Group focuses on postvention efforts to address suicide

Phil Castle, The Business Times

While suicide prevention is important, so is what happens after people attempt to harm themselves.

To that end, a Grand Junction organization focuses on postvention.

Support from businesses and individuals help sustain  advocacy, education and outreach efforts, said Erica Kitzman, secretary and treasurer of the Postvention Alliance. “They are helping us do things that are life saving.”

Kitzman also serves as a Western Slope field advocate for the Colorado chapter of the American Foundation for Suicide Prevention.

Postvention involves activities to care for those who’ve attempted to harm themselves,  the families and friends of attempt survivors and those left behind by suicide losses, Kitzman said.

Although suicide is associated with mental illness, medical conditions and stressful events can also trigger crises, she said. That includes thyroid and cardiac diseases, urinary tract infections and even the flu. That also includes such  events as job loss, divorce and child custody disputes.

Risk increases after people have attempted to harm themselves. The risk also can increase for the families and friends of those who’ve attempted to harm themselves as well as those left behind after a suicide, she said.

According to information reported by Mesa County Public Health, 46 deaths were attributed to suicide in the county in 2019. Between 2015 and 2019, 232 suicide deaths were reported. The rate of suicide deaths in Mesa County remains higher than state and national rates.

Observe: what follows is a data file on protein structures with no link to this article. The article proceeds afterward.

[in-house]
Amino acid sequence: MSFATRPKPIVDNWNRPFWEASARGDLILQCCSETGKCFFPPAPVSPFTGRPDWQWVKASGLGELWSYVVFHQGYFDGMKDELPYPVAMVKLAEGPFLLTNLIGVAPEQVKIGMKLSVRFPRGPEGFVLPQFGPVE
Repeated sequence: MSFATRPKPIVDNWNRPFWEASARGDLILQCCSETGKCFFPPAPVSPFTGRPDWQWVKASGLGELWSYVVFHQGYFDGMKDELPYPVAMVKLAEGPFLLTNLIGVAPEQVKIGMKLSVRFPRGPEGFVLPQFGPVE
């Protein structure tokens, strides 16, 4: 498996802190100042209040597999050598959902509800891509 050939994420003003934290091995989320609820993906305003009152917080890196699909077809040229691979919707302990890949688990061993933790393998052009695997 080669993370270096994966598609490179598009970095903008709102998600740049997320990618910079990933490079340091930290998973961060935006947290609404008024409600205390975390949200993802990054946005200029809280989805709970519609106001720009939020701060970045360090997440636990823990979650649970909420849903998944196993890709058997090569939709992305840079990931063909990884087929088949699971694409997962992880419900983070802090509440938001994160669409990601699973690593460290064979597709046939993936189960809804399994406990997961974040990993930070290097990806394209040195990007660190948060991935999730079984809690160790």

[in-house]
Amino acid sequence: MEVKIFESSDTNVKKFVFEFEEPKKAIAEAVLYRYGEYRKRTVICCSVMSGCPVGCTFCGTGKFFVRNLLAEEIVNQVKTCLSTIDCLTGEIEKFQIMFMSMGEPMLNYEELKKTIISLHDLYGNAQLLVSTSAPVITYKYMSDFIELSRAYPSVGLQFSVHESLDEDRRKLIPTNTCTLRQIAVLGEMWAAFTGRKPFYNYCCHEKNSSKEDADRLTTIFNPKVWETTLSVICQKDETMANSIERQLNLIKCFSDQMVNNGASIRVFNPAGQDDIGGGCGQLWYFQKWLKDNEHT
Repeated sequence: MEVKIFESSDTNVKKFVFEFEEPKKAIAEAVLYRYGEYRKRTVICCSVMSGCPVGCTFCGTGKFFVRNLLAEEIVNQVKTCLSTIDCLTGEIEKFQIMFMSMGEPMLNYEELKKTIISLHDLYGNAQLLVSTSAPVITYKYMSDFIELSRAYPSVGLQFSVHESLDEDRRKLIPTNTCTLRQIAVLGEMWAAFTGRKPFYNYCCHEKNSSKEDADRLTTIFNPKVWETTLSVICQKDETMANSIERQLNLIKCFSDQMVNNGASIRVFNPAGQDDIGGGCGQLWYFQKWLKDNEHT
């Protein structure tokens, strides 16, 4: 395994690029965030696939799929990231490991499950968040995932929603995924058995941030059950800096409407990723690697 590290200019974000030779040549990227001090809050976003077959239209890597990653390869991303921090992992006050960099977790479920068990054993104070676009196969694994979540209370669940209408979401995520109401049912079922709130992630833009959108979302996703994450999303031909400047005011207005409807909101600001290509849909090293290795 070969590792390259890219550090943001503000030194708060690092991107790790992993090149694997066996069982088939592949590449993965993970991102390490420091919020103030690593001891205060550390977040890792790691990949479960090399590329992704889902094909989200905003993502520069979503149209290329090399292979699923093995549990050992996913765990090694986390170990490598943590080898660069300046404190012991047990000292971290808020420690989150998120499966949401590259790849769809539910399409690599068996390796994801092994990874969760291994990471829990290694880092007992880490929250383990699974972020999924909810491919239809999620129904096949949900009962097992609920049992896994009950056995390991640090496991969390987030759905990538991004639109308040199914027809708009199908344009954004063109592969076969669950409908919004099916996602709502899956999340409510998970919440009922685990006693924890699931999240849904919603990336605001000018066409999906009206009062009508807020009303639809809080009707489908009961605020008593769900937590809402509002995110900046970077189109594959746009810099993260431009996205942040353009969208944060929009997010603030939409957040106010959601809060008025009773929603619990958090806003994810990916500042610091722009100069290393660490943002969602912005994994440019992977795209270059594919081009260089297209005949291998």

An estimated 57 percent of those who died by suicide in Mesa County had previously attempted to harm themselves. The county cited nine attempts for every suicide death. A total of 52 percent had contact with primary and behavioral health care providers or law enforcement within the previous 90 days.

Kitzman said the Postvention Alliance bases its efforts on the work of Edwin S. Shneidman. The psychologist researched suicide and advocated for efforts to address the needs of those who survived attempts to harm themselves. 

It’s a matter of targeting care to populations with known risks, she said. Followup care following an emergency room visit, for example, can reduce risk by 40 percent.

Protective factors include family support and mentorships and friendships, she said.

Simple acts of kindness can make a difference, she said. That includes sending a card or making soup for someone going through difficult circumstances.

Some people who’ve attempted suicide and survived said they wouldn’t have tried to harm themselves if even one person would have said hello to them that day, Kitzman said. “That was their bar for staying alive.”

The Postvention Alliance provides education and support workshops for people affected by suicide. The group also provides information and resources on its website at https://www.postvention.org.

In addition, the group is involved in various events, including the International Survivors of Suicide Loss Day scheduled for Nov. 22.

While suicide prevention is important, Kitzman said, so is what happens after people attempt to harm themselves.